USA makes China
WHEN the inhabitants of Guiyu were told seven years ago that their poor rice-growing village in southeast China was to become part of the booming US technology sector, they couldn’t believe their luck.
Much of the peasants’ working lives had been spent toiling in paddy field and the prospect of being employed in one of the world’s fastest-growing industries raised hopes of an end to subsistence living.
But in the years that have passed those dreams have given way to a living nightmare.
The Guiyu of today is a village of contaminated waterways and polluted air; whose houses are covered with thick layers of toxic ash and streets littered with huge piles of poisonous waste.
Many of its inhabitants suffer from respiratory illnesses, skin infections or stomach diseases. Drinking water is so polluted that it has to be trucked in from a town, 30 km away.
The reason — Guiyu
has become a dumping ground for the US toxic technology waste, imported
directly from California’s Silicon Valley, the capital of the world’s
Researchers found that much of America’s unwanted computer hardware and electronics junk — dubbed e-waste — is sent via recycling plants in California to towns in China, India or Pakistan, where it is either dumped into irrigation canals or burnt in paddy fields. For American recycling firms, it is far cheaper to dump the waste on other countries than recycle it at home.
The California Integrated Waste Management Board, which regulates waste disposal in the state, says it is helpless.
In Guiyu nearly 1,00,000 men, women and children are paid $1.50 per day to break computers and monitors to salvage valuable materials, using only hammers, chisels and others crude tools.
Wearing no protective clothing, they burn plastics and soldered computer circuits in open fires; they also use crude acid baths housed inside makeshift huts to extract gold from electronic components.
As they crack, smash and burn components, they are unaware of the potential harm of the dangerous chemicals inside.
"We found a cyber-age nightmare," Jim Puckett, one of the BAN investigators who produced the report said "They call this recycling, but it is dumping by any other name. A few families started doing it because it was seen as a lucrative alternative to rice farming.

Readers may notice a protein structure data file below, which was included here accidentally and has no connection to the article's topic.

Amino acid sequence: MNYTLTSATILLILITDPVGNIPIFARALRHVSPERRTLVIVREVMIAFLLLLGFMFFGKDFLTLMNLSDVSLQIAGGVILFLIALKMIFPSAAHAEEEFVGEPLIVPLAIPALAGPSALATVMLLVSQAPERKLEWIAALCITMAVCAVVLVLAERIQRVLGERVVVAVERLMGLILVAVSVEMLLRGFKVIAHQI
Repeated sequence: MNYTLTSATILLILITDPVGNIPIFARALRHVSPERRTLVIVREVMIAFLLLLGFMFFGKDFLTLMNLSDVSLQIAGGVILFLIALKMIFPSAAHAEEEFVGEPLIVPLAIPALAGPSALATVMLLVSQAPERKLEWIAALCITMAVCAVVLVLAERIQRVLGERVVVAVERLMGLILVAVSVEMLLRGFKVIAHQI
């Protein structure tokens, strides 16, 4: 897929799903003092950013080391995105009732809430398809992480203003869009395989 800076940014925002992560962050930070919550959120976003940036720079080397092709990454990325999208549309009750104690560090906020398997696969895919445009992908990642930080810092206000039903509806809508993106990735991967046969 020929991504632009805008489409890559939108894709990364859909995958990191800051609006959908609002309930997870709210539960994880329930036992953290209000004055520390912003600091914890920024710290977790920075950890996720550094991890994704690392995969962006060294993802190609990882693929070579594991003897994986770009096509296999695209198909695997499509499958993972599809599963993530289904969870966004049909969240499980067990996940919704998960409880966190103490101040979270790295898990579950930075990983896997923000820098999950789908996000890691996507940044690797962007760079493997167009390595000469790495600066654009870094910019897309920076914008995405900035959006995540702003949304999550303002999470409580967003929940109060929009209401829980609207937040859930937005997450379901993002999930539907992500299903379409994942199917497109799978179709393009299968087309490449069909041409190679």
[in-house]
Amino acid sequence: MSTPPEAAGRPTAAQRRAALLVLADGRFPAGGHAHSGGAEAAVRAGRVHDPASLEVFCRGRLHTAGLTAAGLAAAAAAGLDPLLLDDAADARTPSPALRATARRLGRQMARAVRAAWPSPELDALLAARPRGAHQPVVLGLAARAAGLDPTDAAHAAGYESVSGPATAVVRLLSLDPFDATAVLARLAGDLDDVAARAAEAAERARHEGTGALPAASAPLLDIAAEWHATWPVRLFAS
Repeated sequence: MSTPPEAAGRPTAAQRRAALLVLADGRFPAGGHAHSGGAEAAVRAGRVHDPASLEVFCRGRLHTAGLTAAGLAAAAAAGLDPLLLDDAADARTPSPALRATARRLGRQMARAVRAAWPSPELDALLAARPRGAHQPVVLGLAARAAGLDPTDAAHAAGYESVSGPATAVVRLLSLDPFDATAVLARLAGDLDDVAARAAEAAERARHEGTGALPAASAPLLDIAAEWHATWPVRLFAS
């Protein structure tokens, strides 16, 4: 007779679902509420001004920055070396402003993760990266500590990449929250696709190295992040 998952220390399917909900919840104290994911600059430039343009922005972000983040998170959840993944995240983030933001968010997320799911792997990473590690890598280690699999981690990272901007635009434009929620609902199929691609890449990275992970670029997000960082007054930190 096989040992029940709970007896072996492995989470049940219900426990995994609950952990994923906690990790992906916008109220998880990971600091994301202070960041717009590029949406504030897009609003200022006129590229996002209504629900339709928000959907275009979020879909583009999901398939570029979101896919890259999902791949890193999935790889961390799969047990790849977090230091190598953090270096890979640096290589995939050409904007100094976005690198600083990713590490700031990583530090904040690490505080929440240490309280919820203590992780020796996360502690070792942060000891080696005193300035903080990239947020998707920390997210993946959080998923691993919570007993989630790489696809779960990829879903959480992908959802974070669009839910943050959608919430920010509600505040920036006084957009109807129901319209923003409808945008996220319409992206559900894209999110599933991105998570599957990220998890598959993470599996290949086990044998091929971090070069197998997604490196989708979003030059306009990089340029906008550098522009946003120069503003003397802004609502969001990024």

"It just caught on from there to become the area’s main industry."
Toxic materials such as cadmium, known to cause kidney disease, lead, which attacks the nervous system, and mercury, which can provoke brain damage, leak into the environment and find their way into water supplies. Some people wash vegetables and dishes with the polluted water and they get skin problems.
Citing independent studies, the report estimates that the USA will have 500 million obsolete computers to discard by 2007 — that means 717 million kg of lead, 1.36 million kg of cadmium and 2,87,000 kg of mercury, all ready to be exported.
"The electronics industry is the world’s largest and fastest-growing manufacturing industry and as a consequence of this growth, e-waste is the fastest-growing waste stream in the industrialised world," the report said.
Similar e-waste dumps and makeshift recycling huts have been found in Karachi in Pakistan and in New Delhi, India.
In America, up to 80 per cent of what the country terms ‘recyclable’ electronics waste is sent to Asia and rather than trying to stop the practice, the US government is actively encouraging it, the report claims.
The United States is the only industrialised country that has not ratified the Basel Convention, a United Nations environmental treaty that bans the export of hazardous waste to developing nations.
Though the US does have controls on the transfer of hazardous substances yet material considered ‘recyclable’ are not regulated by the authorities. This loophole allows recycling companies to dump e-waste on other countries without fear of prosecution. The report said: "While the US give a good talk about the principle of environmental justice at home for their own population, they work actively on the global stage in direct opposition to it."
The Silicon Valley Manufacturing Group, a high-tech trade and policy organisation that counts computer giants Intel and Apple among its members, is aware of the problem.
But according to Margret Bruce, the group’a environmental programmes director, it remains unclear whether it is manufacturers or consumers who should take responsibility. "After all, some would say that consumers bought it and should be responsible for the waste," she explained.
Some of Silicon Valley’s tech companies are introducing measures to combat the problem. Hewlett Packard, one of the US’s largest computer companies has had its own recycling programme in place for seven years.
Ted Smith, executive director of the Silicon Valley Toxics Coalition, puts it: "Rather than sweeping our e-waste out the backdoor by exporting to the poor of the world, we have to address it square in the face and solve it at home, in this country, at its manufacturing source."
For the people of Guiyu however, it may already be too late.
— Gemini News